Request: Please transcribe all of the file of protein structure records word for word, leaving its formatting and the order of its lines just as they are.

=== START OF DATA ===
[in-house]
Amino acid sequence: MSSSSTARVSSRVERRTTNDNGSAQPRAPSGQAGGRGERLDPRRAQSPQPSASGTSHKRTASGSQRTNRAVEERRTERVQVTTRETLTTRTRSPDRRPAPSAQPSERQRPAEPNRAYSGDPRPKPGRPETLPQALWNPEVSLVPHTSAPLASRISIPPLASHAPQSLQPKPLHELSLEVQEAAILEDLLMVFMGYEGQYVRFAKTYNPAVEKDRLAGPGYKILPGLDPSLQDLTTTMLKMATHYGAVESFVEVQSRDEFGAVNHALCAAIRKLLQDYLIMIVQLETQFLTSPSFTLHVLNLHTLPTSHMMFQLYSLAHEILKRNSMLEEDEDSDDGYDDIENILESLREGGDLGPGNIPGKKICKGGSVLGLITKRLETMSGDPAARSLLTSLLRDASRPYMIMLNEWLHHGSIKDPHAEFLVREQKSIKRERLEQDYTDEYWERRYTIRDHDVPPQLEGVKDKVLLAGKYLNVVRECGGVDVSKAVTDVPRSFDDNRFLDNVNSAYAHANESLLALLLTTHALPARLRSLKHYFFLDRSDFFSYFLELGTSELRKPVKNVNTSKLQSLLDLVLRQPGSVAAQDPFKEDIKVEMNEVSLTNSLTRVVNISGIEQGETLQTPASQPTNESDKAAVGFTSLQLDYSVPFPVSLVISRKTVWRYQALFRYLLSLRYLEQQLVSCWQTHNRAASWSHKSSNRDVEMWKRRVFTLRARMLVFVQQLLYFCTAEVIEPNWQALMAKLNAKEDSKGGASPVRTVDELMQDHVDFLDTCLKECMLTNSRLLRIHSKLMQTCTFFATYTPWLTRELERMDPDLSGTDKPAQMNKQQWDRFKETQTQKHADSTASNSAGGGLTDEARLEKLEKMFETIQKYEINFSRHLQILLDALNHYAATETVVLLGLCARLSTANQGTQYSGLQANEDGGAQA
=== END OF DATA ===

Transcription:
[in-house]
Amino acid sequence: MSSSSTARVSSRVERRTTNDNGSAQPRAPSGQAGGRGERLDPRRAQSPQPSASGTSHKRTASGSQRTNRAVEERRTERVQVTTRETLTTRTRSPDRRPAPSAQPSERQRPAEPNRAYSGDPRPKPGRPETLPQALWNPEVSLVPHTSAPLASRISIPPLASHAPQSLQPKPLHELSLEVQEAAILEDLLMVFMGYEGQYVRFAKTYNPAVEKDRLAGPGYKILPGLDPSLQDLTTTMLKMATHYGAVESFVEVQSRDEFGAVNHALCAAIRKLLQDYLIMIVQLETQFLTSPSFTLHVLNLHTLPTSHMMFQLYSLAHEILKRNSMLEEDEDSDDGYDDIENILESLREGGDLGPGNIPGKKICKGGSVLGLITKRLETMSGDPAARSLLTSLLRDASRPYMIMLNEWLHHGSIKDPHAEFLVREQKSIKRERLEQDYTDEYWERRYTIRDHDVPPQLEGVKDKVLLAGKYLNVVRECGGVDVSKAVTDVPRSFDDNRFLDNVNSAYAHANESLLALLLTTHALPARLRSLKHYFFLDRSDFFSYFLELGTSELRKPVKNVNTSKLQSLLDLVLRQPGSVAAQDPFKEDIKVEMNEVSLTNSLTRVVNISGIEQGETLQTPASQPTNESDKAAVGFTSLQLDYSVPFPVSLVISRKTVWRYQALFRYLLSLRYLEQQLVSCWQTHNRAASWSHKSSNRDVEMWKRRVFTLRARMLVFVQQLLYFCTAEVIEPNWQALMAKLNAKEDSKGGASPVRTVDELMQDHVDFLDTCLKECMLTNSRLLRIHSKLMQTCTFFATYTPWLTRELERMDPDLSGTDKPAQMNKQQWDRFKETQTQKHADSTASNSAGGGLTDEARLEKLEKMFETIQKYEINFSRHLQILLDALNHYAATETVVLLGLCARLSTANQGTQYSGLQANEDGGAQA